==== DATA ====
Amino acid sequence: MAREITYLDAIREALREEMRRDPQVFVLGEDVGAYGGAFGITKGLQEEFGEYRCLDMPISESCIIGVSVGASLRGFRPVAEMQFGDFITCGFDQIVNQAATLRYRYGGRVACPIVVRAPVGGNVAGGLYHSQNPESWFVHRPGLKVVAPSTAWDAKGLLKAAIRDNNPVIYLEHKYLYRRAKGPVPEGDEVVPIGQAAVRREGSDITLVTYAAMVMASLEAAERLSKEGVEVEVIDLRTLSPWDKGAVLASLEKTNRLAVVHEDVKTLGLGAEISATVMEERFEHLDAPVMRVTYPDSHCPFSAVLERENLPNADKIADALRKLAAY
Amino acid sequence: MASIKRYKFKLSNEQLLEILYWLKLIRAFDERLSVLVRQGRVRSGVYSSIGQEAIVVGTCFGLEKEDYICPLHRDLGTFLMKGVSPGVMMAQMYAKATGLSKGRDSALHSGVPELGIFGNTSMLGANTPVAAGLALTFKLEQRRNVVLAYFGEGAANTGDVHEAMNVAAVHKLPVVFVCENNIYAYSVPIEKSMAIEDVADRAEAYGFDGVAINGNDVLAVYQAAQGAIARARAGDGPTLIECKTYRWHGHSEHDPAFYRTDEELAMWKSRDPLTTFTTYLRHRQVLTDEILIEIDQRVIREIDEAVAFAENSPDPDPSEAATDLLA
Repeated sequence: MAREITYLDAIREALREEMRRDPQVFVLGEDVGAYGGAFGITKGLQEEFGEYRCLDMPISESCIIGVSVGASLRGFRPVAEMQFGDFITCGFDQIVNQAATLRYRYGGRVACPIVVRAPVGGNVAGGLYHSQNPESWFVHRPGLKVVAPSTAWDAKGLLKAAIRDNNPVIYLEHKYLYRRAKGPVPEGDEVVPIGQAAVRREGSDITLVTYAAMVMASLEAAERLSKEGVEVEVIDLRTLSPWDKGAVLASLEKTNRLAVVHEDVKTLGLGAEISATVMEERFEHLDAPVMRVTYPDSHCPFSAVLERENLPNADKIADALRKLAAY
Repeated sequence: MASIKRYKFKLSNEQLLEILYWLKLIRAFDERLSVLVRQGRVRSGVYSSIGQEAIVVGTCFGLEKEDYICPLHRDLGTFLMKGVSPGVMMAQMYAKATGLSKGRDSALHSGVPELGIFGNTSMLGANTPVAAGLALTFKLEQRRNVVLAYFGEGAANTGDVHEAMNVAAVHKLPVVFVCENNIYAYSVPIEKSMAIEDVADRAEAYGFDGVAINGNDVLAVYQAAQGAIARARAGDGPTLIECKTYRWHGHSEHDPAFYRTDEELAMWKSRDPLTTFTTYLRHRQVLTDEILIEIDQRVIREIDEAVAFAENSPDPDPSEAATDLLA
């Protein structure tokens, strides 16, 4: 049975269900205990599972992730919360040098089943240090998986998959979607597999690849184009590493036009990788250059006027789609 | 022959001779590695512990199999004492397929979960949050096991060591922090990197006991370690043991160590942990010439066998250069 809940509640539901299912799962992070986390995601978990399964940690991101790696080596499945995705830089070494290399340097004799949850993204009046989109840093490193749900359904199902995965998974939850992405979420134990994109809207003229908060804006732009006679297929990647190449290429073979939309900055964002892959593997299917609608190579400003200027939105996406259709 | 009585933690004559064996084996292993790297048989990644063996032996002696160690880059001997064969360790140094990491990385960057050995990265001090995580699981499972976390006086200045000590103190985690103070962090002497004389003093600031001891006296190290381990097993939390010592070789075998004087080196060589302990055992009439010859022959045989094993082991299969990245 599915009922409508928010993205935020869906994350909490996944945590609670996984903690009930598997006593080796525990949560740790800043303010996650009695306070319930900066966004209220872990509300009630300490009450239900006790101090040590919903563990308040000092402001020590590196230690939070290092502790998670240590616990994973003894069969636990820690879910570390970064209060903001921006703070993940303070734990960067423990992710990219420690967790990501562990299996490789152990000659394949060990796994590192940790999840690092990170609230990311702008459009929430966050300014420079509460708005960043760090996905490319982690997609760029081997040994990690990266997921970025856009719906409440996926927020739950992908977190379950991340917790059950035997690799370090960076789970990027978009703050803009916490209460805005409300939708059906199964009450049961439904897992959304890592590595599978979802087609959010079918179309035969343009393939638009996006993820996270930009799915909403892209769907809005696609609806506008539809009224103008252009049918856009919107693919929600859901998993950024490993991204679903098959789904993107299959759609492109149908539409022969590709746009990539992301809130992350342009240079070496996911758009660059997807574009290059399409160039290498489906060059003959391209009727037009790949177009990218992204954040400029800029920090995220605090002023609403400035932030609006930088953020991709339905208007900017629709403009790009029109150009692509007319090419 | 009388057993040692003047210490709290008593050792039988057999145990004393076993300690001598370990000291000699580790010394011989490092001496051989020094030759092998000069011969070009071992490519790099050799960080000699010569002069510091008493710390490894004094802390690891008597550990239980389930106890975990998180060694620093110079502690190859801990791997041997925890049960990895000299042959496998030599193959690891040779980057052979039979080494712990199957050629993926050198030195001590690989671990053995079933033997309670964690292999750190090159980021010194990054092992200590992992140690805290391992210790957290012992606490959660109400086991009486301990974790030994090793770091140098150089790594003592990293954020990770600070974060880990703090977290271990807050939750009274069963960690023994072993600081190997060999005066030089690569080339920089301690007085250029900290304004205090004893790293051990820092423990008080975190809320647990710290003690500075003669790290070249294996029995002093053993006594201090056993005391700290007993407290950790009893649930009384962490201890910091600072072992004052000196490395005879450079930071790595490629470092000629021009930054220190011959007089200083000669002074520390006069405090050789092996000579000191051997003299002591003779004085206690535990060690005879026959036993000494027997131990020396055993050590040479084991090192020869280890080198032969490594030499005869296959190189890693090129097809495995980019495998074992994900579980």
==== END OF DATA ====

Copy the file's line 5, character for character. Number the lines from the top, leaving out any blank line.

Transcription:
């Protein structure tokens, strides 16, 4: 049975269900205990599972992730919360040098089943240090998986998959979607597999690849184009590493036009990788250059006027789609 | 022959001779590695512990199999004492397929979960949050096991060591922090990197006991370690043991160590942990010439066998250069 809940509640539901299912799962992070986390995601978990399964940690991101790696080596499945995705830089070494290399340097004799949850993204009046989109840093490193749900359904199902995965998974939850992405979420134990994109809207003229908060804006732009006679297929990647190449290429073979939309900055964002892959593997299917609608190579400003200027939105996406259709 | 009585933690004559064996084996292993790297048989990644063996032996002696160690880059001997064969360790140094990491990385960057050995990265001090995580699981499972976390006086200045000590103190985690103070962090002497004389003093600031001891006296190290381990097993939390010592070789075998004087080196060589302990055992009439010859022959045989094993082991299969990245 599915009922409508928010993205935020869906994350909490996944945590609670996984903690009930598997006593080796525990949560740790800043303010996650009695306070319930900066966004209220872990509300009630300490009450239900006790101090040590919903563990308040000092402001020590590196230690939070290092502790998670240590616990994973003894069969636990820690879910570390970064209060903001921006703070993940303070734990960067423990992710990219420690967790990501562990299996490789152990000659394949060990796994590192940790999840690092990170609230990311702008459009929430966050300014420079509460708005960043760090996905490319982690997609760029081997040994990690990266997921970025856009719906409440996926927020739950992908977190379950991340917790059950035997690799370090960076789970990027978009703050803009916490209460805005409300939708059906199964009450049961439904897992959304890592590595599978979802087609959010079918179309035969343009393939638009996006993820996270930009799915909403892209769907809005696609609806506008539809009224103008252009049918856009919107693919929600859901998993950024490993991204679903098959789904993107299959759609492109149908539409022969590709746009990539992301809130992350342009240079070496996911758009660059997807574009290059399409160039290498489906060059003959391209009727037009790949177009990218992204954040400029800029920090995220605090002023609403400035932030609006930088953020991709339905208007900017629709403009790009029109150009692509007319090419 | 009388057993040692003047210490709290008593050792039988057999145990004393076993300690001598370990000291000699580790010394011989490092001496051989020094030759092998000069011969070009071992490519790099050799960080000699010569002069510091008493710390490894004094802390690891008597550990239980389930106890975990998180060694620093110079502690190859801990791997041997925890049960990895000299042959496998030599193959690891040779980057052979039979080494712990199957050629993926050198030195001590690989671990053995079933033997309670964690292999750190090159980021010194990054092992200590992992140690805290391992210790957290012992606490959660109400086991009486301990974790030994090793770091140098150089790594003592990293954020990770600070974060880990703090977290271990807050939750009274069963960690023994072993600081190997060999005066030089690569080339920089301690007085250029900290304004205090004893790293051990820092423990008080975190809320647990710290003690500075003669790290070249294996029995002093053993006594201090056993005391700290007993407290950790009893649930009384962490201890910091600072072992004052000196490395005879450079930071790595490629470092000629021009930054220190011959007089200083000669002074520390006069405090050789092996000579000191051997003299002591003779004085206690535990060690005879026959036993000494027997131990020396055993050590040479084991090192020869280890080198032969490594030499005869296959190189890693090129097809495995980019495998074992994900579980």